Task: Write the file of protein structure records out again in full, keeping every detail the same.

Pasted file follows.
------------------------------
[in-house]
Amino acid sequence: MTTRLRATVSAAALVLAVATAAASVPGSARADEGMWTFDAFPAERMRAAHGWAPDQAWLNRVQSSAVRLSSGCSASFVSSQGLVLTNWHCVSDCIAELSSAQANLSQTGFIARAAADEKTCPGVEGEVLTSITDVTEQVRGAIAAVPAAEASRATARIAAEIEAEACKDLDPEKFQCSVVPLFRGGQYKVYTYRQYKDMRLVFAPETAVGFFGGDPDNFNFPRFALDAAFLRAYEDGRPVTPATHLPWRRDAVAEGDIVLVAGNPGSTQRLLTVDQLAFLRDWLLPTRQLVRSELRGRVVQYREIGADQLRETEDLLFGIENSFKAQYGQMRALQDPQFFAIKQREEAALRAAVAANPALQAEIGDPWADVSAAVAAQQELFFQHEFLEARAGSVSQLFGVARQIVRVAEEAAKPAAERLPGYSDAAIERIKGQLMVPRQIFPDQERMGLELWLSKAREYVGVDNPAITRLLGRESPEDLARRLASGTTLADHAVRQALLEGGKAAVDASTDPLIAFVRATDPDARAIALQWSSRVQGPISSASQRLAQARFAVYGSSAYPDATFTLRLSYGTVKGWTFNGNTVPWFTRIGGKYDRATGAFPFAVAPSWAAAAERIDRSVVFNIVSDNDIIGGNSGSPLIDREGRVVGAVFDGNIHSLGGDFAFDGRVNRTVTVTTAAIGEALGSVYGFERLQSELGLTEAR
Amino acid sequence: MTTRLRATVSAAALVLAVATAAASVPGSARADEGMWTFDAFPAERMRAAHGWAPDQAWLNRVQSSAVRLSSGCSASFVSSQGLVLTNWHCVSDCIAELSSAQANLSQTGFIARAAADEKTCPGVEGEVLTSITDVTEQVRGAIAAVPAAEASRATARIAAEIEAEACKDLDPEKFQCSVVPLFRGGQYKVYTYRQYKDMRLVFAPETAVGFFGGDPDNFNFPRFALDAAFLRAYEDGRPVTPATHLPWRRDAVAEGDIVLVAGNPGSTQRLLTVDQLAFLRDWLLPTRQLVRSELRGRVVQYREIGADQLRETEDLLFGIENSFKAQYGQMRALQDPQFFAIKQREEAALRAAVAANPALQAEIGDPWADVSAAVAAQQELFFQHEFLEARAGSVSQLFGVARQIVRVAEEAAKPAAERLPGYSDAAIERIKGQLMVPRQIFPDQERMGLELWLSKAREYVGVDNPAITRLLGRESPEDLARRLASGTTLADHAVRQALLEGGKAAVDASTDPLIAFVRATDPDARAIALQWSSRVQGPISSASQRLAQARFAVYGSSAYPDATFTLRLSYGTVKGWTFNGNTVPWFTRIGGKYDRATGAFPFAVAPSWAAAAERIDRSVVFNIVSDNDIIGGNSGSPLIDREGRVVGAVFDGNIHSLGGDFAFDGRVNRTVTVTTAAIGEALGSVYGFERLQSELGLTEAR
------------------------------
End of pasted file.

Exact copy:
[in-house]
Amino acid sequence: MTTRLRATVSAAALVLAVATAAASVPGSARADEGMWTFDAFPAERMRAAHGWAPDQAWLNRVQSSAVRLSSGCSASFVSSQGLVLTNWHCVSDCIAELSSAQANLSQTGFIARAAADEKTCPGVEGEVLTSITDVTEQVRGAIAAVPAAEASRATARIAAEIEAEACKDLDPEKFQCSVVPLFRGGQYKVYTYRQYKDMRLVFAPETAVGFFGGDPDNFNFPRFALDAAFLRAYEDGRPVTPATHLPWRRDAVAEGDIVLVAGNPGSTQRLLTVDQLAFLRDWLLPTRQLVRSELRGRVVQYREIGADQLRETEDLLFGIENSFKAQYGQMRALQDPQFFAIKQREEAALRAAVAANPALQAEIGDPWADVSAAVAAQQELFFQHEFLEARAGSVSQLFGVARQIVRVAEEAAKPAAERLPGYSDAAIERIKGQLMVPRQIFPDQERMGLELWLSKAREYVGVDNPAITRLLGRESPEDLARRLASGTTLADHAVRQALLEGGKAAVDASTDPLIAFVRATDPDARAIALQWSSRVQGPISSASQRLAQARFAVYGSSAYPDATFTLRLSYGTVKGWTFNGNTVPWFTRIGGKYDRATGAFPFAVAPSWAAAAERIDRSVVFNIVSDNDIIGGNSGSPLIDREGRVVGAVFDGNIHSLGGDFAFDGRVNRTVTVTTAAIGEALGSVYGFERLQSELGLTEAR
Amino acid sequence: MTTRLRATVSAAALVLAVATAAASVPGSARADEGMWTFDAFPAERMRAAHGWAPDQAWLNRVQSSAVRLSSGCSASFVSSQGLVLTNWHCVSDCIAELSSAQANLSQTGFIARAAADEKTCPGVEGEVLTSITDVTEQVRGAIAAVPAAEASRATARIAAEIEAEACKDLDPEKFQCSVVPLFRGGQYKVYTYRQYKDMRLVFAPETAVGFFGGDPDNFNFPRFALDAAFLRAYEDGRPVTPATHLPWRRDAVAEGDIVLVAGNPGSTQRLLTVDQLAFLRDWLLPTRQLVRSELRGRVVQYREIGADQLRETEDLLFGIENSFKAQYGQMRALQDPQFFAIKQREEAALRAAVAANPALQAEIGDPWADVSAAVAAQQELFFQHEFLEARAGSVSQLFGVARQIVRVAEEAAKPAAERLPGYSDAAIERIKGQLMVPRQIFPDQERMGLELWLSKAREYVGVDNPAITRLLGRESPEDLARRLASGTTLADHAVRQALLEGGKAAVDASTDPLIAFVRATDPDARAIALQWSSRVQGPISSASQRLAQARFAVYGSSAYPDATFTLRLSYGTVKGWTFNGNTVPWFTRIGGKYDRATGAFPFAVAPSWAAAAERIDRSVVFNIVSDNDIIGGNSGSPLIDREGRVVGAVFDGNIHSLGGDFAFDGRVNRTVTVTTAAIGEALGSVYGFERLQSELGLTEAR